Misunderstandings between experimentalists and observationalists about causal inference

Kosuke Imai, Gary King, Elizabeth A. Stuart

Research output: Contribution to journalArticlepeer-review

Abstract

We attempt to clarify, and suggest how to avoid, several serious misunderstandings about and fallacies of causal inference. These issues concern some of the most fundamental advantages and disadvantages of each basic research design. Problems include improper use of hypothesis tests for covariate balance between the treated and control groups, and the consequences of using randomization, blocking before randomization and matching after assignment of treatment to achieve covariate balance. Applied researchers in a wide range of scientific disciplines seem to fall prey to one or more of these fallacies and as a result make suboptimal design or analysis choices. To clarify these points, we derive a new four-part decomposition of the key estimation errors in making causal inferences. We then show how this decomposition can help scholars from different experimental and observational research traditions to understand better each other's inferential problems and attempted solutions.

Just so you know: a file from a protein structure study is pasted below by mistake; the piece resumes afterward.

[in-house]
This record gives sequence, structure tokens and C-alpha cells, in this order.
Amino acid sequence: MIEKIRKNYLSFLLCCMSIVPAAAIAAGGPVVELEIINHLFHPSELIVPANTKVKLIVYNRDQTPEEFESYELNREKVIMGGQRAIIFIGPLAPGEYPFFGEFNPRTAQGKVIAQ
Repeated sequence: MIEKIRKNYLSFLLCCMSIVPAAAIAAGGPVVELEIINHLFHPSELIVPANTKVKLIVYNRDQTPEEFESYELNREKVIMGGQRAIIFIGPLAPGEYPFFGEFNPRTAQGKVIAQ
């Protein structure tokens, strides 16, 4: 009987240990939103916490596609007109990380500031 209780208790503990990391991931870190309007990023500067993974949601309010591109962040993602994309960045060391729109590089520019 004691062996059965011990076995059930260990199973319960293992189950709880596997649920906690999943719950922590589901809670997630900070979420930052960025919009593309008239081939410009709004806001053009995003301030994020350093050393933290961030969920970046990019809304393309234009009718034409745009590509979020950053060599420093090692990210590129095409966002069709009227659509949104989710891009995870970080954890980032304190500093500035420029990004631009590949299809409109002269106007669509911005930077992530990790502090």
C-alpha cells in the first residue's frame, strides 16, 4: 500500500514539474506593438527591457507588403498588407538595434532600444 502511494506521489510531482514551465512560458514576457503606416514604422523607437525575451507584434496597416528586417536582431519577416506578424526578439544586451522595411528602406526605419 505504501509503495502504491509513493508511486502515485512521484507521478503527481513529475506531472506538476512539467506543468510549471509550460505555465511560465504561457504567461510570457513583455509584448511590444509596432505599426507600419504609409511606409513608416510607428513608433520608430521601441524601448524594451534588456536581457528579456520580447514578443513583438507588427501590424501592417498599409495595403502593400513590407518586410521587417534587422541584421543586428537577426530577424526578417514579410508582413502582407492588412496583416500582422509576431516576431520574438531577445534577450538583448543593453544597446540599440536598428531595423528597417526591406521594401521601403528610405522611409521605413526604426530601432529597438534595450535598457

Original languageEnglish (US)
Pages (from-to)481-502
Number of pages22
JournalJournal of the Royal Statistical Society. Series A: Statistics in Society
Volume171
Issue number2
DOIs
StatePublished - Apr 2008

Keywords

  • Average treatment effects
  • Blocking
  • Covariate balance
  • Matching
  • Observational studies
  • Randomized experiments

ASJC Scopus subject areas

  • Statistics and Probability
  • Social Sciences (miscellaneous)
  • Economics and Econometrics
  • Statistics, Probability and Uncertainty

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